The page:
The Pileated Woodpecker is one of many birds that inhabit Florida year-round. They take up residence in mixed woodlands and swamps throughout the state as well as much of the East coast, the South, and well into Canada. The only area in Florida where the Pileated Woodpecker is not found is in the Keys. They are easy to spot thanks to the brilliant red plumage on their heads and the knocking sounds they make when burrowing into trees for their favorite food, carpenter ants. Pileated Woodpeckers find a wide variety of habitats to call home, from forests and woodlands to swamps to suburban areas, and they are the third most common variety of woodpecker in Florida.
The thing these birds are best known for is the rectangular holes that they drill into trees to find ants, larvae, termites, and other insects. Their preferred locales for finding food are usually dead trees or stumps and branches on the forest floor, where many different insects gather. Pileated Woodpeckers have even been known to break small trees in half with their deep drilling. Other birds, including other woodpeckers, are often drawn to the drilling sites of Pileated Woodpeckers when searching for food.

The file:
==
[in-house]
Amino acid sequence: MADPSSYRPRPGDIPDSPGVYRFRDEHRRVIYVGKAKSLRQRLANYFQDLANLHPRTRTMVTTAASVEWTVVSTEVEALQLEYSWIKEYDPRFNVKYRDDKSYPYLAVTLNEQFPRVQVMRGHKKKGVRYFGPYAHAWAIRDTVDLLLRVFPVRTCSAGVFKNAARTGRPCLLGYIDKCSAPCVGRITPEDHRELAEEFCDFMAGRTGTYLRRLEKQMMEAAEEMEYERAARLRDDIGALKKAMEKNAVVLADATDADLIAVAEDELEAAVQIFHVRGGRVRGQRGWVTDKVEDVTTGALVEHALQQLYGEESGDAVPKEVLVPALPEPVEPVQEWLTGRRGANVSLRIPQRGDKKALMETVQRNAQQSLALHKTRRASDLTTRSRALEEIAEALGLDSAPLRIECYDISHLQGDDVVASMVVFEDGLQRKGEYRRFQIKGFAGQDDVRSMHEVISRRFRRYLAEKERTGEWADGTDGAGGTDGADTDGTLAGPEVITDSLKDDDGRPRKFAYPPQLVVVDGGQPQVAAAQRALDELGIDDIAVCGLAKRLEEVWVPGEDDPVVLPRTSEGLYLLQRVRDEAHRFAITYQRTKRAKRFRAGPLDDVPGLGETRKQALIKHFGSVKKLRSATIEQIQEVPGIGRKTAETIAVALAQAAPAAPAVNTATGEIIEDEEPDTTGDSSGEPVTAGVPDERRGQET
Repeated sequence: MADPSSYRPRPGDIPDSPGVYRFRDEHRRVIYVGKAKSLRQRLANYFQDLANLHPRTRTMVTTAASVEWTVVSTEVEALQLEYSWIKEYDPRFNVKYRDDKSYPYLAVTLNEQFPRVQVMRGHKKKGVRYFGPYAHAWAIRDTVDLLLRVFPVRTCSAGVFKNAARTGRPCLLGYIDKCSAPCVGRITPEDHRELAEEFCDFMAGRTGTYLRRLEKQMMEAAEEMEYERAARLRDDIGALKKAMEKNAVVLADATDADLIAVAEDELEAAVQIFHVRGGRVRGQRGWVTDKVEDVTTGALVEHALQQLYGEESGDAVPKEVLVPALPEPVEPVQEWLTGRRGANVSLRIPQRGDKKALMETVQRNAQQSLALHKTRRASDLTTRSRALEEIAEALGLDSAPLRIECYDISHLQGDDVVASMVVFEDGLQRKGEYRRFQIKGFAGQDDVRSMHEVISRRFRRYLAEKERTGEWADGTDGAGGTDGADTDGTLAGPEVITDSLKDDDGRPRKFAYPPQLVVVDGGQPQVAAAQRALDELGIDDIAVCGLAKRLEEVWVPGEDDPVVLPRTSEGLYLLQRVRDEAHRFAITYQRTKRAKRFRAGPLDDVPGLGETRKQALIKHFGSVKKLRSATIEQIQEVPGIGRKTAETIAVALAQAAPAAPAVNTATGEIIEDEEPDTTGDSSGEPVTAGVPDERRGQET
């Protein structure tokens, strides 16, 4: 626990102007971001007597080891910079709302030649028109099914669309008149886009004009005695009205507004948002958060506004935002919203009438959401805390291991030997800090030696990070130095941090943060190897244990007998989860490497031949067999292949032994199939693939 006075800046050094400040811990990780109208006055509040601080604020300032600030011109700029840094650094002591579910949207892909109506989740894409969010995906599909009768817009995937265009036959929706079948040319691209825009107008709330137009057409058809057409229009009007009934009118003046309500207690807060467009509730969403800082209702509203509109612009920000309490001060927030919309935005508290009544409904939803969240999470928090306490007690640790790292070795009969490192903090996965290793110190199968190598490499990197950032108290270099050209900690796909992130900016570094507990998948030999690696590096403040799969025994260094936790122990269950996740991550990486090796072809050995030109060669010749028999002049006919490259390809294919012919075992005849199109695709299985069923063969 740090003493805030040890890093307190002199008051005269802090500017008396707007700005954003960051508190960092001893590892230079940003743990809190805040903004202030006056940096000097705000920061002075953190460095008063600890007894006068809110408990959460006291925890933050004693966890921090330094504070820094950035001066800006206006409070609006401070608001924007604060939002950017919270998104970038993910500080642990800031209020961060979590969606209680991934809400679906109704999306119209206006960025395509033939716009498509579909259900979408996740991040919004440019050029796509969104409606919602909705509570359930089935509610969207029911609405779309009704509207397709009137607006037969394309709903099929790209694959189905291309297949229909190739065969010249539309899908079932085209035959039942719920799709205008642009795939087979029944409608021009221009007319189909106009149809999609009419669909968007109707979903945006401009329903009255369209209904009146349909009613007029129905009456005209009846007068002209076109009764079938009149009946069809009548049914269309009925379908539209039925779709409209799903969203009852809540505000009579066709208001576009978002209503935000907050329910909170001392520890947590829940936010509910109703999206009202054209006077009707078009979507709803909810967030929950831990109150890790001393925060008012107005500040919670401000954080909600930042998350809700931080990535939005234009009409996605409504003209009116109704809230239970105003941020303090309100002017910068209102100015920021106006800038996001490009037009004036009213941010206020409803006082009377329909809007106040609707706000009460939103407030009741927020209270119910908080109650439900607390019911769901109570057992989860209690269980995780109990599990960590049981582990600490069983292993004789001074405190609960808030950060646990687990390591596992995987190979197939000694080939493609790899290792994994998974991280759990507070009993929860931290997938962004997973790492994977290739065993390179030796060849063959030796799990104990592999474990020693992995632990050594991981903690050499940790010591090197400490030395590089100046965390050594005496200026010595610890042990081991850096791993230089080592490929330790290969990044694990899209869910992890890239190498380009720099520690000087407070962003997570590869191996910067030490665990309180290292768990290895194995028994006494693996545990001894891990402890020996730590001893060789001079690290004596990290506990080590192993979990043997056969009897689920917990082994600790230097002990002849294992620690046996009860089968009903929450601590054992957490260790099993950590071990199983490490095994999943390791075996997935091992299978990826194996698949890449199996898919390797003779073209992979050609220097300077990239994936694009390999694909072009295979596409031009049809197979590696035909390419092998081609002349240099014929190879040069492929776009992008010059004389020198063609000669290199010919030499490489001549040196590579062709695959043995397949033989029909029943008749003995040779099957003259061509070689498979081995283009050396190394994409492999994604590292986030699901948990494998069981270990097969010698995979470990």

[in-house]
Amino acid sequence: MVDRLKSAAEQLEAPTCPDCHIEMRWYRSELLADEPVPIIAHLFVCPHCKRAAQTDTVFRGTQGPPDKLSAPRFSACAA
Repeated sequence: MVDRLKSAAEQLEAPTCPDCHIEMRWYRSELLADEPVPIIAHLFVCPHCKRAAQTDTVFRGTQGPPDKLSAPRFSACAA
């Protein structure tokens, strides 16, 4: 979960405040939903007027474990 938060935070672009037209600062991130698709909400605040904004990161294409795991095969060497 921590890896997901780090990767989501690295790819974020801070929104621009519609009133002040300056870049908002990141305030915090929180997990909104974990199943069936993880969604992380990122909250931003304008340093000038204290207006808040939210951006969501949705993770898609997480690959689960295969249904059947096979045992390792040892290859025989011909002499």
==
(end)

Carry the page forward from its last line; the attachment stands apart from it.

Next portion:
Drilling is also important for Pileated Woodpeckers and their nests. They prefer using large, dead trees for their nest excavation and will create a new nest cavity each year. The male is the primary excavator when a new nest cavity is being made and it takes him around three to six weeks to carve it out. Unlike many other birds, Pileated Woodpeckers don’t line their nests with anything more than a few woodchips.
Thanks to their distinct coloration and sound and their abundant numbers, Pileated Woodpeckers are easy to see. It is rare, however, to see more than two birds at a time in one location. Pileated Woodpeckers are very territorial birds and a monogamous pair can hold a large area of territory, which they occupy throughout the year. This rule is strictest during the breeding season but becomes more relaxed in the winter, when the occasional travelling woodpecker may be tolerated on another bird’s land. Pileated Woodpeckers can be observed in Florida at Mead Gardens, Merritt Island, and Orlando Wetlands Park. They can be seen in many forest areas as well as in cities and suburbs that have a good number of trees.
While the Pileated Woodpecker is numerous and common today, they have faced threats to their survival in the past. Because they rely so heavily on forest coverage, rapid development can cause their numbers to plummet. Thankfully, some forests that have been cut down were allowed to regrow, once again providing homes for the Pileated Woodpeckers.
With its beautiful coloration and incredible architecture, the Pileated Woodpecker is one of the most interesting birds in the animal kingdom. Florida’s diverse habitats make it a perfect place for the Pileated Woodpecker to thrive year-round.